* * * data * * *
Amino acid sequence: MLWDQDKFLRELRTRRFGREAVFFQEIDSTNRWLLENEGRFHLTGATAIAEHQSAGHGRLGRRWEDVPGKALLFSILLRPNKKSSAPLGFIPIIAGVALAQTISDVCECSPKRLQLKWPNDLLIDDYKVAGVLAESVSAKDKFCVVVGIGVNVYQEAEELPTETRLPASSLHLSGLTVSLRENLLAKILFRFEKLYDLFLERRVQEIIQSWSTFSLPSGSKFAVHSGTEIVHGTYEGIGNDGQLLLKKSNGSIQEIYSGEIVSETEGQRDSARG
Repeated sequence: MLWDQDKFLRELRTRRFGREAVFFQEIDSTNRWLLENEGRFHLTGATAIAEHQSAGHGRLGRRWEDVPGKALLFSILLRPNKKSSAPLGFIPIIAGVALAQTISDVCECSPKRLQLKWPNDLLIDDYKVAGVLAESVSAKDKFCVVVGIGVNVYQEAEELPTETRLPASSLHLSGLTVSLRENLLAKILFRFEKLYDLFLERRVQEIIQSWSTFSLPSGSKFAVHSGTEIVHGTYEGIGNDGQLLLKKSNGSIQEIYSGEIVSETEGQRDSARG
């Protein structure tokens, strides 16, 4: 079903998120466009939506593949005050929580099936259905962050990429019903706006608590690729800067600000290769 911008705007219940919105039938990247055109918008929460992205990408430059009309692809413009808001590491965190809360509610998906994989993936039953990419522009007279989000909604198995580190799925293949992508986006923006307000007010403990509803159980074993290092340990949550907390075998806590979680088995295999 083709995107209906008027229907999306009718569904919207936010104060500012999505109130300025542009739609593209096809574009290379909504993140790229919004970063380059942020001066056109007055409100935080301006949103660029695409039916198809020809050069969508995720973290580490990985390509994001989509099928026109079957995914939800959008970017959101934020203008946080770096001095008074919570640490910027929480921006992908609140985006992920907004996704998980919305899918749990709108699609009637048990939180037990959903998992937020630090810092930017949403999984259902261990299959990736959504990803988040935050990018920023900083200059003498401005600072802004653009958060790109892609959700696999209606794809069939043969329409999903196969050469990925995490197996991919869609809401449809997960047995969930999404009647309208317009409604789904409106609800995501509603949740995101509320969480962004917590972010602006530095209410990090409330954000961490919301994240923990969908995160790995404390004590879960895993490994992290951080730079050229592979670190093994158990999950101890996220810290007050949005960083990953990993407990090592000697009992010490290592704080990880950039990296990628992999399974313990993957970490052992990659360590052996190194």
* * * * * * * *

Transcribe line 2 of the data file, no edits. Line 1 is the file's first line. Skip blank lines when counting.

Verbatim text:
Repeated sequence: MLWDQDKFLRELRTRRFGREAVFFQEIDSTNRWLLENEGRFHLTGATAIAEHQSAGHGRLGRRWEDVPGKALLFSILLRPNKKSSAPLGFIPIIAGVALAQTISDVCECSPKRLQLKWPNDLLIDDYKVAGVLAESVSAKDKFCVVVGIGVNVYQEAEELPTETRLPASSLHLSGLTVSLRENLLAKILFRFEKLYDLFLERRVQEIIQSWSTFSLPSGSKFAVHSGTEIVHGTYEGIGNDGQLLLKKSNGSIQEIYSGEIVSETEGQRDSARG